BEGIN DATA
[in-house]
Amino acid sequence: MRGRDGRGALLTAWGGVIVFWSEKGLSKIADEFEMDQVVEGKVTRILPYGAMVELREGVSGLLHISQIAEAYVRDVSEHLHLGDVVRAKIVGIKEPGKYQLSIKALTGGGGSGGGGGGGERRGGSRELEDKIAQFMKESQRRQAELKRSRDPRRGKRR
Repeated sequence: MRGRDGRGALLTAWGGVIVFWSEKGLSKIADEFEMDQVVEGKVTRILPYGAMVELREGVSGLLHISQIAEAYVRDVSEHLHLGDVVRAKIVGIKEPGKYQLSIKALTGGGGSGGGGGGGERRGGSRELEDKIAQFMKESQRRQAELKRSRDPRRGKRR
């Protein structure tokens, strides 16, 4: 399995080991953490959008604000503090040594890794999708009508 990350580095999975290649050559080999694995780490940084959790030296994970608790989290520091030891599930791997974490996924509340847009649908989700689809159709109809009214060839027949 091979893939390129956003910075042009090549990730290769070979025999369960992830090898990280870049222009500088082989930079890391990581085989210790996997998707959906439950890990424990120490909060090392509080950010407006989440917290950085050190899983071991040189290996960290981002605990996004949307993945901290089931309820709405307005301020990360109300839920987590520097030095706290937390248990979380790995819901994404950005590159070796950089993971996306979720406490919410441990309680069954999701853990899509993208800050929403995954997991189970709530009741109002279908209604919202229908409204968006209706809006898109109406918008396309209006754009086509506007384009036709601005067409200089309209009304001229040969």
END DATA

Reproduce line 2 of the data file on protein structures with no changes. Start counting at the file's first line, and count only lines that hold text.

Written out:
Amino acid sequence: MRGRDGRGALLTAWGGVIVFWSEKGLSKIADEFEMDQVVEGKVTRILPYGAMVELREGVSGLLHISQIAEAYVRDVSEHLHLGDVVRAKIVGIKEPGKYQLSIKALTGGGGSGGGGGGGERRGGSRELEDKIAQFMKESQRRQAELKRSRDPRRGKRR